Restrictive covenants comprise one of the most active–and complicated–areas of litigation in employment law. These often involve the confidentiality of trade secrets, extending into issues of corporate opportunity and the break of fiduciary duty. Necessarily, most of these cases involve the request for injunctions.

Notably, one of our name partners–Tom Gardiner–has been called on to lectured both businesspeople and fellow lawyers regarding restrictive covenants and non-compete agreements. He has written a number of articles on the topic.

Employment Discrimination Claims

At GKWW, we are well-versed in every aspect of–and perspective on–the delicate, often emotionally-charged sphere of employment discrimination. We have represented both sides, helping to eventuate a fair, respectful, watertight closure of the matter.

Sexual Discrimination

Our firm has handled claims involving harassment by one municipal employee against another. We have also handled cases involving claims that employees were fired or demoted based upon failure to provide sexual favors (or based upon the employee’s sexual orientation). We have represented municipalities and individuals relating to claims of hostile work environments (in which sexual banter or activities were allegedly pervasive). We have represented parties in cases involving claims involving sexual comments, sexual touching, consensual relationships (involving off duty and on-duty conduct) and terminations based upon new marriage or family relationships.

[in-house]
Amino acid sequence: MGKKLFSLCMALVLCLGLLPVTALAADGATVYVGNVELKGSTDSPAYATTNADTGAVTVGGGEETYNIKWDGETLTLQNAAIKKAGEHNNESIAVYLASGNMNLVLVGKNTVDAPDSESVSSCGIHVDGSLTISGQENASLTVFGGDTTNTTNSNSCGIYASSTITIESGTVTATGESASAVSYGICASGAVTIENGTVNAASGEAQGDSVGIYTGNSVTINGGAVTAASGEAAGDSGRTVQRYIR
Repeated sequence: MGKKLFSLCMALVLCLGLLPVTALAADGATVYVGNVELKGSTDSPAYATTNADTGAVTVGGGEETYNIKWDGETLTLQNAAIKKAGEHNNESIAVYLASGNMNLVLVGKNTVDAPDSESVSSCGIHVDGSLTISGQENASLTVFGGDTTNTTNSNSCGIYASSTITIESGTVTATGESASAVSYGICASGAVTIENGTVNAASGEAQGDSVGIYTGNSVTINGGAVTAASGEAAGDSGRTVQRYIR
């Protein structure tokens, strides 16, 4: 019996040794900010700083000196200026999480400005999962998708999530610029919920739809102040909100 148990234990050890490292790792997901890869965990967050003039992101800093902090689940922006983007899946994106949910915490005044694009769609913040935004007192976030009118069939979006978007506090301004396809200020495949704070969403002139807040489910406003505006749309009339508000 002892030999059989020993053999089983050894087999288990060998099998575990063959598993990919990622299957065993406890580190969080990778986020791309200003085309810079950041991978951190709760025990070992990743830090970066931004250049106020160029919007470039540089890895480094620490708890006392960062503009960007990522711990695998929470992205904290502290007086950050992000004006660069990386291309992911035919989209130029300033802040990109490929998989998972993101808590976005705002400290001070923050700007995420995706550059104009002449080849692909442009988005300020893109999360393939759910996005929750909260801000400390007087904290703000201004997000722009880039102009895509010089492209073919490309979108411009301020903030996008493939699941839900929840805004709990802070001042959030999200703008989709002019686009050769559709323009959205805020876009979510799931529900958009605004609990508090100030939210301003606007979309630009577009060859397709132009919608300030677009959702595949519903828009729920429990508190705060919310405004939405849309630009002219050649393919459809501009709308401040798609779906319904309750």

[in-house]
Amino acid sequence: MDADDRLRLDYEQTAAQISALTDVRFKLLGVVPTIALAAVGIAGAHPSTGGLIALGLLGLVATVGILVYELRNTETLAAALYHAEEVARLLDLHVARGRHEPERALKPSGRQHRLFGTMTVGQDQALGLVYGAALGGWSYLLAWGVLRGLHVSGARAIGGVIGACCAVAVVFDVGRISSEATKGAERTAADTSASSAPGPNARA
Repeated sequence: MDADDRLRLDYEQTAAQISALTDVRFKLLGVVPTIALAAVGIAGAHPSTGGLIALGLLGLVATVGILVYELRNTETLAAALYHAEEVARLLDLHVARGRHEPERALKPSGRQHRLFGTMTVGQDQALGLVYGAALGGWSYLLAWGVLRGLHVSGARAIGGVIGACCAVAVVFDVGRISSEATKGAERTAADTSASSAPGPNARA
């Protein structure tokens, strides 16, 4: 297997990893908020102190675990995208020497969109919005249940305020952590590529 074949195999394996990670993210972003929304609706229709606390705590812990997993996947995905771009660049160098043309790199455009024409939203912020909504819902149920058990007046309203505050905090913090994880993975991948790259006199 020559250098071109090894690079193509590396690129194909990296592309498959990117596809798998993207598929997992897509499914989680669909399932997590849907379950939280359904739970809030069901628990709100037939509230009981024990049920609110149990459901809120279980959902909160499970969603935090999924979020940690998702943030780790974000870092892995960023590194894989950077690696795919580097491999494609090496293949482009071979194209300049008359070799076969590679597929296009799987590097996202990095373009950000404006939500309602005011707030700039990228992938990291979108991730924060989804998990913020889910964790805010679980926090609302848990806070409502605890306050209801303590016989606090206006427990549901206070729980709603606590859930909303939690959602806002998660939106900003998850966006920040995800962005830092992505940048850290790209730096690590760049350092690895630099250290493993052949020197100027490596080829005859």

Racial Discrimination

We have represented parties in practically every type of discrimination matter involving race. Sometimes, these cases involve overt racial comments and actions; more commonly, they are alleged to involve subtle discrimination or discrimination.

National Origin Discrimination

While it’s a less frequent claim than race or sex discrimination, national origin discrimination clearly exists. In the post-9/11 world, certain stereotypes have unfortunately led to an increase in this type of discrimination. GKWW’s attorneys have successfully represented parties involving such claims.

Religious Discrimination